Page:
Taylor Swift isn't backing down from her claims that she was never offered an opportunity to buy her masters. 

Earlier this week, Swift went as close to scorched earth as a pop star of her size can, burning Scooter Braun and Big Machine Records in a post to Tumblr. She claimed that she was caught unaware by the sale of Big Machine to the mega-manager and said that she felt "grossed out" by the fact that all of her previous albums belonged to a man she believed bullied her.

In response, Big Machine's former owner Scott Borchetta posted a rebuttal where he claimed that Swift was lying about Braun's behavior, being uninformed of the sale, and the potential deal to buy her own masters. 

Borchetta said that he offered Swift a deal that included "100% of all Taylor Swift assets … to be transferred to her immediately upon signing the new agreement." He said that the deal wasn't tied to albums and would deal instead in time. However, Swift said that the deal amounted to trading new albums for the rights to her old ones, one for one. She said that the deal would tie her to anyone Borchetta decided to offer Big Machine.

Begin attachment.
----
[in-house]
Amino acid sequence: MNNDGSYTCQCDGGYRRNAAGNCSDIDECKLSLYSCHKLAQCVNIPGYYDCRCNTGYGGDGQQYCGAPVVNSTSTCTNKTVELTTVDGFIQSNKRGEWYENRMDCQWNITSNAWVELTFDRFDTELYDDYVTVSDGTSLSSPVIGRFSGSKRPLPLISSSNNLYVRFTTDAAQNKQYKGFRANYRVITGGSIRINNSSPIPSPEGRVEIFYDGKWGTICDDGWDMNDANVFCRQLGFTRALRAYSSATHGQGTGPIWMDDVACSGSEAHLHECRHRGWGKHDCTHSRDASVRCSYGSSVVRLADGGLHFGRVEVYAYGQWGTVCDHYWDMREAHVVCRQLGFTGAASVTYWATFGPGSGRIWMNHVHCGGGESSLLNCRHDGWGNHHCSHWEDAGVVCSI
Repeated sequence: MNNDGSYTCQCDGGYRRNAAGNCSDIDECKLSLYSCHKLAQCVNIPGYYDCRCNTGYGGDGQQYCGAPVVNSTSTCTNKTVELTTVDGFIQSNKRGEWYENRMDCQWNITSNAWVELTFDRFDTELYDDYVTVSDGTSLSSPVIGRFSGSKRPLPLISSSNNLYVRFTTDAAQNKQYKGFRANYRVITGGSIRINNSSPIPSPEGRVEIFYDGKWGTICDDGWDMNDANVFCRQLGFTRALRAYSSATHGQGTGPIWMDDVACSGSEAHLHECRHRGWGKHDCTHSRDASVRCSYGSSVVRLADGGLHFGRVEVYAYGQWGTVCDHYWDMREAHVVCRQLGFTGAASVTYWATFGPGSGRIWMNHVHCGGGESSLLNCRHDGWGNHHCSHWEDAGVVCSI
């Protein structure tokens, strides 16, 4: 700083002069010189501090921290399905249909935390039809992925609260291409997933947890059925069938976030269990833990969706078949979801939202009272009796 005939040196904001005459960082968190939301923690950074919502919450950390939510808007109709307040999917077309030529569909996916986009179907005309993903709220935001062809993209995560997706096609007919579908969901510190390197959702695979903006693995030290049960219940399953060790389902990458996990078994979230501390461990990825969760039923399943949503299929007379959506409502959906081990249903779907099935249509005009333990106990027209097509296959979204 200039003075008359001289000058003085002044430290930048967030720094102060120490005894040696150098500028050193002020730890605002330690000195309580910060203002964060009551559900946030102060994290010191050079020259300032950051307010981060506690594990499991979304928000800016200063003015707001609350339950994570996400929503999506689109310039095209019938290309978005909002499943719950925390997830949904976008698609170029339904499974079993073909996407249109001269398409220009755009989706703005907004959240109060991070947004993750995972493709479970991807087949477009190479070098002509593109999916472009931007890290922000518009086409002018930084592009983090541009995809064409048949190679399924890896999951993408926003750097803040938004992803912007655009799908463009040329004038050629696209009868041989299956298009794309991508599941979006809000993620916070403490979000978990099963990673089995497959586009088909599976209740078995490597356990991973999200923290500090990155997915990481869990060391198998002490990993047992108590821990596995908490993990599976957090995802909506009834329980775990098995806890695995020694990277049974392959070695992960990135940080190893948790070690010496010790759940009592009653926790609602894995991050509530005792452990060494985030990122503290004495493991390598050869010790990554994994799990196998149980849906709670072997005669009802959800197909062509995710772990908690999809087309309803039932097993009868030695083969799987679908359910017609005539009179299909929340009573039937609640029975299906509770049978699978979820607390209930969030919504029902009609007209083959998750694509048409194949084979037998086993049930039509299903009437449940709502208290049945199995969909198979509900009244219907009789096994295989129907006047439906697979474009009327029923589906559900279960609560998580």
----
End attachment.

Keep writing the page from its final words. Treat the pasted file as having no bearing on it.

“I walked away because I knew once I signed that contract, Scott Borchetta would sell the label, thereby selling me and my future,” she said. 

Borchetta countered the accusations against Braun, who has also been defended in recent days by Justin Bieber.

“Scooter has always been and will continue to be a supporter and honest custodian for Taylor and her music,” he said in his statement.

Swift's legal team is backing up her version of events, saying that Swift was never offered to buy her masters outright the way that Borchetta claimed.

“Scott Borchetta never gave Taylor Swift an opportunity to purchase her masters, or the label, outright with a check in the way he is now apparently doing for others,” attorney Donald Passman said in a statement to People.

Braun, for his part, said that he tried to arrange a talk about the masters sale with Swift. As with all things Taylor, expect the truth of this to come out in pieces over the next several years.